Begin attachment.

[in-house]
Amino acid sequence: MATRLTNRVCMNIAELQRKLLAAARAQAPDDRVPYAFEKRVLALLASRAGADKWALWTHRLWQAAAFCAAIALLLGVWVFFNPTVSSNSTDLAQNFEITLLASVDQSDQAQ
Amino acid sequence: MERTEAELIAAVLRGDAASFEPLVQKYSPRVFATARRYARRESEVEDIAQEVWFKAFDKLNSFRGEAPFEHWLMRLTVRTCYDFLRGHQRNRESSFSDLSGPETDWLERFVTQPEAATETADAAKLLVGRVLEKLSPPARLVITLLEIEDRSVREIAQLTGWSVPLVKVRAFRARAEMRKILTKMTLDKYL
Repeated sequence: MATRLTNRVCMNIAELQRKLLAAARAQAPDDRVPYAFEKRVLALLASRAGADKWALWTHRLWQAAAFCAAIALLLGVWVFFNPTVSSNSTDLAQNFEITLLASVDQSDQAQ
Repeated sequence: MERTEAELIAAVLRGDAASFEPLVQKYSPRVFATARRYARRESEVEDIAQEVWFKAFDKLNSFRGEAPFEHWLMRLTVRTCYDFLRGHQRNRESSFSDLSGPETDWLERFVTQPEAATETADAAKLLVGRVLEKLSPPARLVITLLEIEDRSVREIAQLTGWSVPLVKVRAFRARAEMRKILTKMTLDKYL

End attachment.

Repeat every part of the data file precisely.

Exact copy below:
[in-house]
Amino acid sequence: MATRLTNRVCMNIAELQRKLLAAARAQAPDDRVPYAFEKRVLALLASRAGADKWALWTHRLWQAAAFCAAIALLLGVWVFFNPTVSSNSTDLAQNFEITLLASVDQSDQAQ
Amino acid sequence: MERTEAELIAAVLRGDAASFEPLVQKYSPRVFATARRYARRESEVEDIAQEVWFKAFDKLNSFRGEAPFEHWLMRLTVRTCYDFLRGHQRNRESSFSDLSGPETDWLERFVTQPEAATETADAAKLLVGRVLEKLSPPARLVITLLEIEDRSVREIAQLTGWSVPLVKVRAFRARAEMRKILTKMTLDKYL
Repeated sequence: MATRLTNRVCMNIAELQRKLLAAARAQAPDDRVPYAFEKRVLALLASRAGADKWALWTHRLWQAAAFCAAIALLLGVWVFFNPTVSSNSTDLAQNFEITLLASVDQSDQAQ
Repeated sequence: MERTEAELIAAVLRGDAASFEPLVQKYSPRVFATARRYARRESEVEDIAQEVWFKAFDKLNSFRGEAPFEHWLMRLTVRTCYDFLRGHQRNRESSFSDLSGPETDWLERFVTQPEAATETADAAKLLVGRVLEKLSPPARLVITLLEIEDRSVREIAQLTGWSVPLVKVRAFRARAEMRKILTKMTLDKYL